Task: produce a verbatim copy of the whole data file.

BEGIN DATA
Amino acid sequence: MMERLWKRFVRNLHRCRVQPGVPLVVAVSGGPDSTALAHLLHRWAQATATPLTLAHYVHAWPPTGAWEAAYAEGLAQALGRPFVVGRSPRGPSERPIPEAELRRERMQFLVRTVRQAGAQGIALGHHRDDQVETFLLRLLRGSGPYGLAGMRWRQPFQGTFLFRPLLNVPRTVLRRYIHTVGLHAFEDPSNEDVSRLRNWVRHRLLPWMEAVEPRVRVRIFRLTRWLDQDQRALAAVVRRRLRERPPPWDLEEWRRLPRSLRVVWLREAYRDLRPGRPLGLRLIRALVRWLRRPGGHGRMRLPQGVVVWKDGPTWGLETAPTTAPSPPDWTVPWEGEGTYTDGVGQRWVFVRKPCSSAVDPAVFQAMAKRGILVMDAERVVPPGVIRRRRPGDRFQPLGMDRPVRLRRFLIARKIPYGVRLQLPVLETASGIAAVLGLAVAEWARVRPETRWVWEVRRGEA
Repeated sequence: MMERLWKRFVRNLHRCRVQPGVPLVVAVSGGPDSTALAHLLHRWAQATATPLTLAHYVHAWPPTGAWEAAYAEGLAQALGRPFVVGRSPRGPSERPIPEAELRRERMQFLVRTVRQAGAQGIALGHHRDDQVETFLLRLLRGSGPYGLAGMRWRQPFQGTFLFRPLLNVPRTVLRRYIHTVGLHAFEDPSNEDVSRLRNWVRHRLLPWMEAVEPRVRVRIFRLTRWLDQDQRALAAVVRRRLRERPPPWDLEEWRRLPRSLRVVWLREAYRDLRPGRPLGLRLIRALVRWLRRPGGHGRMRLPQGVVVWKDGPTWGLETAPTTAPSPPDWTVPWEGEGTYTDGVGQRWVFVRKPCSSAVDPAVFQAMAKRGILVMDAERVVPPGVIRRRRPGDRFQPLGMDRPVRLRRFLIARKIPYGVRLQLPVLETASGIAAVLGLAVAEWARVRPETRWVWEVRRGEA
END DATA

Amino acid sequence: MMERLWKRFVRNLHRCRVQPGVPLVVAVSGGPDSTALAHLLHRWAQATATPLTLAHYVHAWPPTGAWEAAYAEGLAQALGRPFVVGRSPRGPSERPIPEAELRRERMQFLVRTVRQAGAQGIALGHHRDDQVETFLLRLLRGSGPYGLAGMRWRQPFQGTFLFRPLLNVPRTVLRRYIHTVGLHAFEDPSNEDVSRLRNWVRHRLLPWMEAVEPRVRVRIFRLTRWLDQDQRALAAVVRRRLRERPPPWDLEEWRRLPRSLRVVWLREAYRDLRPGRPLGLRLIRALVRWLRRPGGHGRMRLPQGVVVWKDGPTWGLETAPTTAPSPPDWTVPWEGEGTYTDGVGQRWVFVRKPCSSAVDPAVFQAMAKRGILVMDAERVVPPGVIRRRRPGDRFQPLGMDRPVRLRRFLIARKIPYGVRLQLPVLETASGIAAVLGLAVAEWARVRPETRWVWEVRRGEA
Repeated sequence: MMERLWKRFVRNLHRCRVQPGVPLVVAVSGGPDSTALAHLLHRWAQATATPLTLAHYVHAWPPTGAWEAAYAEGLAQALGRPFVVGRSPRGPSERPIPEAELRRERMQFLVRTVRQAGAQGIALGHHRDDQVETFLLRLLRGSGPYGLAGMRWRQPFQGTFLFRPLLNVPRTVLRRYIHTVGLHAFEDPSNEDVSRLRNWVRHRLLPWMEAVEPRVRVRIFRLTRWLDQDQRALAAVVRRRLRERPPPWDLEEWRRLPRSLRVVWLREAYRDLRPGRPLGLRLIRALVRWLRRPGGHGRMRLPQGVVVWKDGPTWGLETAPTTAPSPPDWTVPWEGEGTYTDGVGQRWVFVRKPCSSAVDPAVFQAMAKRGILVMDAERVVPPGVIRRRRPGDRFQPLGMDRPVRLRRFLIARKIPYGVRLQLPVLETASGIAAVLGLAVAEWARVRPETRWVWEVRRGEA